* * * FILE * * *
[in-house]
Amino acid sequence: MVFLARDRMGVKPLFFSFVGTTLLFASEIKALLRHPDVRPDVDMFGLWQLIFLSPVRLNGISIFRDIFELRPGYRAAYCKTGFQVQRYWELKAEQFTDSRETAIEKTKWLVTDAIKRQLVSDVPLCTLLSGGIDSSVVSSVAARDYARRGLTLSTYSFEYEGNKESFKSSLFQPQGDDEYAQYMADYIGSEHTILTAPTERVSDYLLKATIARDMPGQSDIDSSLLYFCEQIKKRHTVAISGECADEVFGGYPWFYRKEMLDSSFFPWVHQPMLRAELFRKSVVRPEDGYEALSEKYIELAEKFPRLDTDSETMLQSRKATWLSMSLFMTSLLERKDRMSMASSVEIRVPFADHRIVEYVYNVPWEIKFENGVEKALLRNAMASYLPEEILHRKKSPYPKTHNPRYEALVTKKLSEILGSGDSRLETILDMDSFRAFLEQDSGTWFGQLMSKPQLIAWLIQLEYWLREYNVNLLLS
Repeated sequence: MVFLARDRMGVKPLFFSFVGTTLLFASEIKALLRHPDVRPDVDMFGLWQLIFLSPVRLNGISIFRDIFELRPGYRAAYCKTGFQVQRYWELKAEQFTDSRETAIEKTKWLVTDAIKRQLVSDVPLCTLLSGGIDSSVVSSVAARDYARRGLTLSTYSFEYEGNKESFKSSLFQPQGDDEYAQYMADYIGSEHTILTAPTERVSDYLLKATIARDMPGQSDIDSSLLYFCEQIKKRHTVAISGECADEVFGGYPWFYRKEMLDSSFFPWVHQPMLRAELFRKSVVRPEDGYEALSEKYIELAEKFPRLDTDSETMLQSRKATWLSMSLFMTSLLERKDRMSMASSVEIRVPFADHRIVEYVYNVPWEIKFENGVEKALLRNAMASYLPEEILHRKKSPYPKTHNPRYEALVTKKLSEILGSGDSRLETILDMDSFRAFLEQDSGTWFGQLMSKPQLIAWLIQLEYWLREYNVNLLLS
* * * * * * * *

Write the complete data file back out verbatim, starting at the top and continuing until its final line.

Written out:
[in-house]
Amino acid sequence: MVFLARDRMGVKPLFFSFVGTTLLFASEIKALLRHPDVRPDVDMFGLWQLIFLSPVRLNGISIFRDIFELRPGYRAAYCKTGFQVQRYWELKAEQFTDSRETAIEKTKWLVTDAIKRQLVSDVPLCTLLSGGIDSSVVSSVAARDYARRGLTLSTYSFEYEGNKESFKSSLFQPQGDDEYAQYMADYIGSEHTILTAPTERVSDYLLKATIARDMPGQSDIDSSLLYFCEQIKKRHTVAISGECADEVFGGYPWFYRKEMLDSSFFPWVHQPMLRAELFRKSVVRPEDGYEALSEKYIELAEKFPRLDTDSETMLQSRKATWLSMSLFMTSLLERKDRMSMASSVEIRVPFADHRIVEYVYNVPWEIKFENGVEKALLRNAMASYLPEEILHRKKSPYPKTHNPRYEALVTKKLSEILGSGDSRLETILDMDSFRAFLEQDSGTWFGQLMSKPQLIAWLIQLEYWLREYNVNLLLS
Repeated sequence: MVFLARDRMGVKPLFFSFVGTTLLFASEIKALLRHPDVRPDVDMFGLWQLIFLSPVRLNGISIFRDIFELRPGYRAAYCKTGFQVQRYWELKAEQFTDSRETAIEKTKWLVTDAIKRQLVSDVPLCTLLSGGIDSSVVSSVAARDYARRGLTLSTYSFEYEGNKESFKSSLFQPQGDDEYAQYMADYIGSEHTILTAPTERVSDYLLKATIARDMPGQSDIDSSLLYFCEQIKKRHTVAISGECADEVFGGYPWFYRKEMLDSSFFPWVHQPMLRAELFRKSVVRPEDGYEALSEKYIELAEKFPRLDTDSETMLQSRKATWLSMSLFMTSLLERKDRMSMASSVEIRVPFADHRIVEYVYNVPWEIKFENGVEKALLRNAMASYLPEEILHRKKSPYPKTHNPRYEALVTKKLSEILGSGDSRLETILDMDSFRAFLEQDSGTWFGQLMSKPQLIAWLIQLEYWLREYNVNLLLS